(If you are not familiar with criticisms of meritocracy, please refer to the resources on this page.) 

It is time that we as an industry abandon the notion that merit is something that can be measured, can be pursued on equal terms by every individual, and can ever be distributed fairly.

You can run but you can’t hide from social justice, Mr. M.

Ah, for the days when all this was a little farther out on the horizon.

OCT 27, 2007
POINT DEFERENCE, WA (UNS*) — Civil rights leaders in this Seattle suburb are up in arms over what they say is the latest incident in a nation-wide trend of hate crimes involving the public display of nooses, a symbol of lynching in the Jim Crow south.
A noose was discovered hanging from a tree in a remote corner of a wooded park early Friday morning by two children, ages twelve and fourteen. Doug Beedle, head of Seattle’s NAACP chapter, said he is considering seeking damages against the city for not moving more quickly to deal with the apparent hate-crime. 

“The city is engaged in a white-wash, treating this as a minor incident. If we hadn’t been notified by an alert citizen, the whole thing would’ve been swept under the rug and treated as something other than what it was.” Mr. Beedle did not rule out filing a complaint with the U.S. Civil Rights Commission. “We’re opening a dialogue with the city, but if they refuse to come around to our way of thinking, we’re prepared to take it to the next level. No justice, no peace.” 

The childrens’ mother, Misty Handringer, who is white, tearfully related that she initially didn’t realize the significance of the noose. “At first all I could think about was the other aspect of it. I’m not proud of this, but I was more concerned about the fact that the kids had found a dead body. I was mortified when the ugly reality of it was explained to me. I really thought we were above that sort of thing here. I’m not very proud of my community right now. I guess nowhere is safe.”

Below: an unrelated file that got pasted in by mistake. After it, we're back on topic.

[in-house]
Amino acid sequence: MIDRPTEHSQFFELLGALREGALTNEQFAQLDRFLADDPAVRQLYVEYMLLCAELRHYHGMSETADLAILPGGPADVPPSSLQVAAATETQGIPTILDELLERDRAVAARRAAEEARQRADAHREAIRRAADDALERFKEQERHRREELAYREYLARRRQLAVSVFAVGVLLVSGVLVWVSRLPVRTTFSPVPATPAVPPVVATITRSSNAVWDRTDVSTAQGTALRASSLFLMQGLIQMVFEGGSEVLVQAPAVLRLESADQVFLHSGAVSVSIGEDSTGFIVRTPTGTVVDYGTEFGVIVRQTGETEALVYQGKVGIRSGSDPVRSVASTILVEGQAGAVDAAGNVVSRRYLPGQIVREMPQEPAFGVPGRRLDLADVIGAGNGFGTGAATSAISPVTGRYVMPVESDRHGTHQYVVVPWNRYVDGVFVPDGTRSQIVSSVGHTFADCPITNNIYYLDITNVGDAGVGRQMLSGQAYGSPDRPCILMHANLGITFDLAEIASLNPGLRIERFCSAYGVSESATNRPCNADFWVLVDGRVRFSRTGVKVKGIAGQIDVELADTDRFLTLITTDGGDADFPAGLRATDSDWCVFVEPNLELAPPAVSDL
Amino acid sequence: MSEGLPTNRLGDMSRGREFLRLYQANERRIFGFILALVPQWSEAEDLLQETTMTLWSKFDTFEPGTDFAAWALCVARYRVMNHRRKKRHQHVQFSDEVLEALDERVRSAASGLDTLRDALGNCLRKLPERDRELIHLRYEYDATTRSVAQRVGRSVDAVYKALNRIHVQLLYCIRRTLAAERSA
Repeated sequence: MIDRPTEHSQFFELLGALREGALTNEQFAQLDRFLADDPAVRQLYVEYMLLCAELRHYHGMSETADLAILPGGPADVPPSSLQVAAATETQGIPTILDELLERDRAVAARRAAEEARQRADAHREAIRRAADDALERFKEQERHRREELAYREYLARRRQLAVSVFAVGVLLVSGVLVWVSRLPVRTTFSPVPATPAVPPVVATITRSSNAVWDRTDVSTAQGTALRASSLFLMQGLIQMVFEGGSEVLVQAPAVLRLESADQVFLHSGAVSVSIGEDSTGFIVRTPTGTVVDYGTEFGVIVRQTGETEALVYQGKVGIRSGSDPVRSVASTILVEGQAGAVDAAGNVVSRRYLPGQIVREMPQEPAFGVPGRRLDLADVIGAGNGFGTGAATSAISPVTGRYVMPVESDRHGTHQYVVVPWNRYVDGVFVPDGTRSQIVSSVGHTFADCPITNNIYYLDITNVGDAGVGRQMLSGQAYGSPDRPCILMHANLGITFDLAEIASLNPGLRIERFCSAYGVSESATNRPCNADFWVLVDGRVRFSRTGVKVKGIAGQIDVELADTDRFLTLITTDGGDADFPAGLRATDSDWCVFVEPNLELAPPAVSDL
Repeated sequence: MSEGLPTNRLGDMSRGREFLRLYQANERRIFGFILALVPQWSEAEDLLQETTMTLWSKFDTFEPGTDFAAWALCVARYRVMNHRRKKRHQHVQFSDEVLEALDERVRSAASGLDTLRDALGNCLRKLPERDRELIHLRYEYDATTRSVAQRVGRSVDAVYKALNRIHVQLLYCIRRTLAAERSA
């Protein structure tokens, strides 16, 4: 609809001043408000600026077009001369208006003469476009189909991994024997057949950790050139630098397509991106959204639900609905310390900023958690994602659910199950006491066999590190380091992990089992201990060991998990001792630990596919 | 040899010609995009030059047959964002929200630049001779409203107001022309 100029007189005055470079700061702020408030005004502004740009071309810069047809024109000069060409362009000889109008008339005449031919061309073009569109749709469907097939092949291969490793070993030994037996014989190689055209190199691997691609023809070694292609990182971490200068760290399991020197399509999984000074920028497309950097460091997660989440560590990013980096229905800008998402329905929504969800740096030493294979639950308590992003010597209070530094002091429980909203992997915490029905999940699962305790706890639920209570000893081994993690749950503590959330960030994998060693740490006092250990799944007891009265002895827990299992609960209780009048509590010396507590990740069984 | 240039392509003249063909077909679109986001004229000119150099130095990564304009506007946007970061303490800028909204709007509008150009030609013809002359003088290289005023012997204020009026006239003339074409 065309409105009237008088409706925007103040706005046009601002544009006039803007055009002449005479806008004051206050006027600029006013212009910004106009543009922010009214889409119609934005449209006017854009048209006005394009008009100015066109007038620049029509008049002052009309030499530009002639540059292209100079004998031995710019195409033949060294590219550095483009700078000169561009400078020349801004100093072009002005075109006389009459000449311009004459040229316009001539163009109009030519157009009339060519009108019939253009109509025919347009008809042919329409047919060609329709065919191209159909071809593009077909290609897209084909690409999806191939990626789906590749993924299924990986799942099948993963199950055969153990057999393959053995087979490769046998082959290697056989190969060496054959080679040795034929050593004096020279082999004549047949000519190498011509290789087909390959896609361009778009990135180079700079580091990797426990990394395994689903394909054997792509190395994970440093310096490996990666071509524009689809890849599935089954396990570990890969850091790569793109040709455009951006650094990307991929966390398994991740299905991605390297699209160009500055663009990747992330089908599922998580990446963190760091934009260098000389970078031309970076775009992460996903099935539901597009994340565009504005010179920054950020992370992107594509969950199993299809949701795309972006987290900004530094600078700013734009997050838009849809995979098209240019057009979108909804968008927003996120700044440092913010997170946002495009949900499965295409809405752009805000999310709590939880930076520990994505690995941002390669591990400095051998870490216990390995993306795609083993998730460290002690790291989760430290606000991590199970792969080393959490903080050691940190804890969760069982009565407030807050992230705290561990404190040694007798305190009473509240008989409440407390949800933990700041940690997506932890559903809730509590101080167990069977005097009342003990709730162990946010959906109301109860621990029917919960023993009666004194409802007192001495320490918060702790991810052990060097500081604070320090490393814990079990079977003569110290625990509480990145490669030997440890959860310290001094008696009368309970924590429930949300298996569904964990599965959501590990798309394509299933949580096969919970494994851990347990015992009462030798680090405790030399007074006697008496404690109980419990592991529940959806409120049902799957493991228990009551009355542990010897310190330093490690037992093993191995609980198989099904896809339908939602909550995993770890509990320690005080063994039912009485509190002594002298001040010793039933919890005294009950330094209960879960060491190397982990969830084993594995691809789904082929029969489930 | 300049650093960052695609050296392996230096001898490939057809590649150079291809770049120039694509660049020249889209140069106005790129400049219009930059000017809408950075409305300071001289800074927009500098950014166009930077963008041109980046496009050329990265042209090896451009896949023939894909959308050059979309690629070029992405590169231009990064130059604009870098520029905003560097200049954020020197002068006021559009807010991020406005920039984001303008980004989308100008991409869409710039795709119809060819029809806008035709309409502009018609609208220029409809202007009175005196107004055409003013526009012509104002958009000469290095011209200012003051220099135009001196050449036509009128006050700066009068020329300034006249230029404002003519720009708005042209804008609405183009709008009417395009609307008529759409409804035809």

Police say it appears the man, who is white, acted alone in stringing up the noose before using it to hang himself. Officials haven’t ruled out bringing posthumous charges.
“Allowing this to simply die with the perpetrator would be wrong. Suicide is just the sort of transgressive act that brings out the underlying racism inherent in our society.” 

Tanyika Balder-Dash, professor of Afro-American studies at Northwest College and author of The Myth of Merit, said, explaining why the man chose the inflammatory racial symbol for his apparent suicide. “People feel liberated to express their darkest impulses.”
The children who discovered the noose are receiving counseling. “First we have to make them aware of the trauma they’ve suffered, then we can begin to deal with it.” Professor Balder-Dash said. “Most distressing of all is that these kids have no idea about the profound image of hatred and oppression they encountered. People don’t realize that racism is in fact far worse now than it ever was, due to faltering awareness. I fear we are allowing this image of America’s racist past to slip into the past.” 

A march is planned for this Monday. The man remains unidentified. 

(*Untethered News Services; Additional reporting for this story was provided by Dennis Dale, who is white.) 

In related news, the U.S. Army has retroactively legalized lynching.